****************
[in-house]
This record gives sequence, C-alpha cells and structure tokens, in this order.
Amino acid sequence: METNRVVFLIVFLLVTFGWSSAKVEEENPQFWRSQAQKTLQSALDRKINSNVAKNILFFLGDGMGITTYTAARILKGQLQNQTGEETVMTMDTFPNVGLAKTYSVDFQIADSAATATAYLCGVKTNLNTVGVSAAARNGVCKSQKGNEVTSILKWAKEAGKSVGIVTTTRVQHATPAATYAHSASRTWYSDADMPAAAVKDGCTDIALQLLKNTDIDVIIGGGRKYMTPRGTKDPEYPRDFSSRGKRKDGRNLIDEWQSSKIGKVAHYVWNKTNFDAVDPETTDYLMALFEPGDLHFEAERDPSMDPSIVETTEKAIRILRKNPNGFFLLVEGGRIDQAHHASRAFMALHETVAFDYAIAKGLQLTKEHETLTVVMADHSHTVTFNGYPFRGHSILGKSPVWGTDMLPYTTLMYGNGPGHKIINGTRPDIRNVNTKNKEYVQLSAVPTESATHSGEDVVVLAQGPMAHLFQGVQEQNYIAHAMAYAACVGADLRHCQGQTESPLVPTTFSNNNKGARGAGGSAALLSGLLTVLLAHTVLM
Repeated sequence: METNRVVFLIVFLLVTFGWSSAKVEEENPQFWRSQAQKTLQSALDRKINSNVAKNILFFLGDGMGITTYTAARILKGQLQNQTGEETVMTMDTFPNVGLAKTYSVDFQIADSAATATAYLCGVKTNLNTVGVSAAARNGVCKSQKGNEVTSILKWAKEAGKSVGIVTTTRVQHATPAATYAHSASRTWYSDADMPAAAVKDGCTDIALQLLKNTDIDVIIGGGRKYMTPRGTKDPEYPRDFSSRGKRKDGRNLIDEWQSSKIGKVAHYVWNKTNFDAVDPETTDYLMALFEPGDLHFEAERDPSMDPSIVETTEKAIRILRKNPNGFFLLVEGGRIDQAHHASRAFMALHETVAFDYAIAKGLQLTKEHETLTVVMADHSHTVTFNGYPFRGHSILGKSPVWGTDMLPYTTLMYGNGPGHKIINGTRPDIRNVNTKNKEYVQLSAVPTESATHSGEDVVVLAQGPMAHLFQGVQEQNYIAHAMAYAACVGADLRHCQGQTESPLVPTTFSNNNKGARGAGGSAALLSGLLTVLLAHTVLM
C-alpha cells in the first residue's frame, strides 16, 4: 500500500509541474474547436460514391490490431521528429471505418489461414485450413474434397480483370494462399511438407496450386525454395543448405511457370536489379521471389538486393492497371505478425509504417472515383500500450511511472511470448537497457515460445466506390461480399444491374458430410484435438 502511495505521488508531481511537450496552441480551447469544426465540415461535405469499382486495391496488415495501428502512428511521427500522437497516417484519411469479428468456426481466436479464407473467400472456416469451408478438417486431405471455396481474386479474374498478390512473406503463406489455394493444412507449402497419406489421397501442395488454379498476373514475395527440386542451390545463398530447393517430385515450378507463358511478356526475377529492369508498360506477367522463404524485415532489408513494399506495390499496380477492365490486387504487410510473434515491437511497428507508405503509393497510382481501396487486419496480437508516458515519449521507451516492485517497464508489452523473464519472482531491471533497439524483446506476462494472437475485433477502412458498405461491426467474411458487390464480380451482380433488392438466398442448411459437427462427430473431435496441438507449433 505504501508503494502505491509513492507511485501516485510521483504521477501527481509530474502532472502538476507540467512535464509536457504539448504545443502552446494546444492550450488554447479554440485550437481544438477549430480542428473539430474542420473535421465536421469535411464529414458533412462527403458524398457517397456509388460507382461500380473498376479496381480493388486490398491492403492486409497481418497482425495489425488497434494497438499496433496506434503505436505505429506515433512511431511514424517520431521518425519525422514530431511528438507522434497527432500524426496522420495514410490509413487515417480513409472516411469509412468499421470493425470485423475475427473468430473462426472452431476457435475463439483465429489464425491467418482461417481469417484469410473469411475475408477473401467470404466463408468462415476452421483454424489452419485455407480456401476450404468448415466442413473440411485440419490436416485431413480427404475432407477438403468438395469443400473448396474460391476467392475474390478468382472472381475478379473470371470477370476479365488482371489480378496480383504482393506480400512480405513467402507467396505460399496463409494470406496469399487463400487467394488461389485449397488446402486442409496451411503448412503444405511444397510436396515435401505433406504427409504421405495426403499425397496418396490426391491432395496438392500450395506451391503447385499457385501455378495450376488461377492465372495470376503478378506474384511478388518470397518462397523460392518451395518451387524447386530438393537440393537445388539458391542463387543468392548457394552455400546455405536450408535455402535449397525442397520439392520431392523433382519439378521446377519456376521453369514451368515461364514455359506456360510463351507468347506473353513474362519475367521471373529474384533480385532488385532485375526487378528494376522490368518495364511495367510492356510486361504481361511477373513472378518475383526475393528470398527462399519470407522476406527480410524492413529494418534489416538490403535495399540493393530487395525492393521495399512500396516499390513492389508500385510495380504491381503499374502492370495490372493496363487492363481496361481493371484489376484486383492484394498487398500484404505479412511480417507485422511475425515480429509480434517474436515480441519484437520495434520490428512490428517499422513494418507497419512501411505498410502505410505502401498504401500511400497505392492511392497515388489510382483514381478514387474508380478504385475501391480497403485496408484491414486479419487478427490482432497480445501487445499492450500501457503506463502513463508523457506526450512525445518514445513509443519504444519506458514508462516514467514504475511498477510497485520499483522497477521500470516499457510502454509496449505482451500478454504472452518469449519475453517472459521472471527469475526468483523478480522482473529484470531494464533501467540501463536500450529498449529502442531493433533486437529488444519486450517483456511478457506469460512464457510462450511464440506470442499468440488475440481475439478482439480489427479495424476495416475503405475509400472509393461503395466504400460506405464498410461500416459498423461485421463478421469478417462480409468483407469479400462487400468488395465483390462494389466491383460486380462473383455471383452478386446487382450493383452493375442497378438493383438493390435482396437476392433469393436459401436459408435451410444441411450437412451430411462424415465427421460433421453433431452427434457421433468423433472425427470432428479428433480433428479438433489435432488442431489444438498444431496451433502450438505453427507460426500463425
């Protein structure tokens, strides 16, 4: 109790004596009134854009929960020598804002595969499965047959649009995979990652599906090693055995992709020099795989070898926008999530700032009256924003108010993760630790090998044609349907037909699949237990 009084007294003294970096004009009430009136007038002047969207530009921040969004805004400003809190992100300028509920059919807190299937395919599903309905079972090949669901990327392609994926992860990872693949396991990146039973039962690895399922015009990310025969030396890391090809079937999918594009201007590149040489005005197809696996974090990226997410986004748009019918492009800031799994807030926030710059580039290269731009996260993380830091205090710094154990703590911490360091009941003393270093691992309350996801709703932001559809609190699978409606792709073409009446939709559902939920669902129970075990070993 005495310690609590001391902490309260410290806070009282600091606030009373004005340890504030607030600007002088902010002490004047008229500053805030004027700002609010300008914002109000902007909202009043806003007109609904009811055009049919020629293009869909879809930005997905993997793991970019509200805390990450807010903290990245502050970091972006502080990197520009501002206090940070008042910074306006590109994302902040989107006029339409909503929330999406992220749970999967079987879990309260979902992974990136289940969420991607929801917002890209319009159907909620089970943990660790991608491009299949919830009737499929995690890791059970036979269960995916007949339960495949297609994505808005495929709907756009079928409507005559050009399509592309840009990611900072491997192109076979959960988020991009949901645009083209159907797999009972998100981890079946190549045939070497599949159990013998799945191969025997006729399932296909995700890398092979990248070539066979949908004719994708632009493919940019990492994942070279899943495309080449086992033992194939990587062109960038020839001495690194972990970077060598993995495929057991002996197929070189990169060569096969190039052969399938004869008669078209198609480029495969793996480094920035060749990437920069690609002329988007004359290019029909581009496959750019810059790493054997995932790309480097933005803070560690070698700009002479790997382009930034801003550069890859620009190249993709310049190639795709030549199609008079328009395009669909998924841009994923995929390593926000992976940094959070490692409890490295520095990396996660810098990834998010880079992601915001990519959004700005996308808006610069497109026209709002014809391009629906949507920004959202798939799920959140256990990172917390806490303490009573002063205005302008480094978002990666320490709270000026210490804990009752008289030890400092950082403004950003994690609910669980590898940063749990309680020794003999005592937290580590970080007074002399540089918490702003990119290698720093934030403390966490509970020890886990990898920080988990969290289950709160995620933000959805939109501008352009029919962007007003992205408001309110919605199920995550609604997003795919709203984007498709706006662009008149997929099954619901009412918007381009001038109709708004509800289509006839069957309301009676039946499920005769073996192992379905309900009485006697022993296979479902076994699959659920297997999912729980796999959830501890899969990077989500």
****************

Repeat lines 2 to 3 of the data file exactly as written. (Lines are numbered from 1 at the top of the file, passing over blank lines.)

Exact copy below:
This record gives sequence, C-alpha cells and structure tokens, in this order.
Amino acid sequence: METNRVVFLIVFLLVTFGWSSAKVEEENPQFWRSQAQKTLQSALDRKINSNVAKNILFFLGDGMGITTYTAARILKGQLQNQTGEETVMTMDTFPNVGLAKTYSVDFQIADSAATATAYLCGVKTNLNTVGVSAAARNGVCKSQKGNEVTSILKWAKEAGKSVGIVTTTRVQHATPAATYAHSASRTWYSDADMPAAAVKDGCTDIALQLLKNTDIDVIIGGGRKYMTPRGTKDPEYPRDFSSRGKRKDGRNLIDEWQSSKIGKVAHYVWNKTNFDAVDPETTDYLMALFEPGDLHFEAERDPSMDPSIVETTEKAIRILRKNPNGFFLLVEGGRIDQAHHASRAFMALHETVAFDYAIAKGLQLTKEHETLTVVMADHSHTVTFNGYPFRGHSILGKSPVWGTDMLPYTTLMYGNGPGHKIINGTRPDIRNVNTKNKEYVQLSAVPTESATHSGEDVVVLAQGPMAHLFQGVQEQNYIAHAMAYAACVGADLRHCQGQTESPLVPTTFSNNNKGARGAGGSAALLSGLLTVLLAHTVLM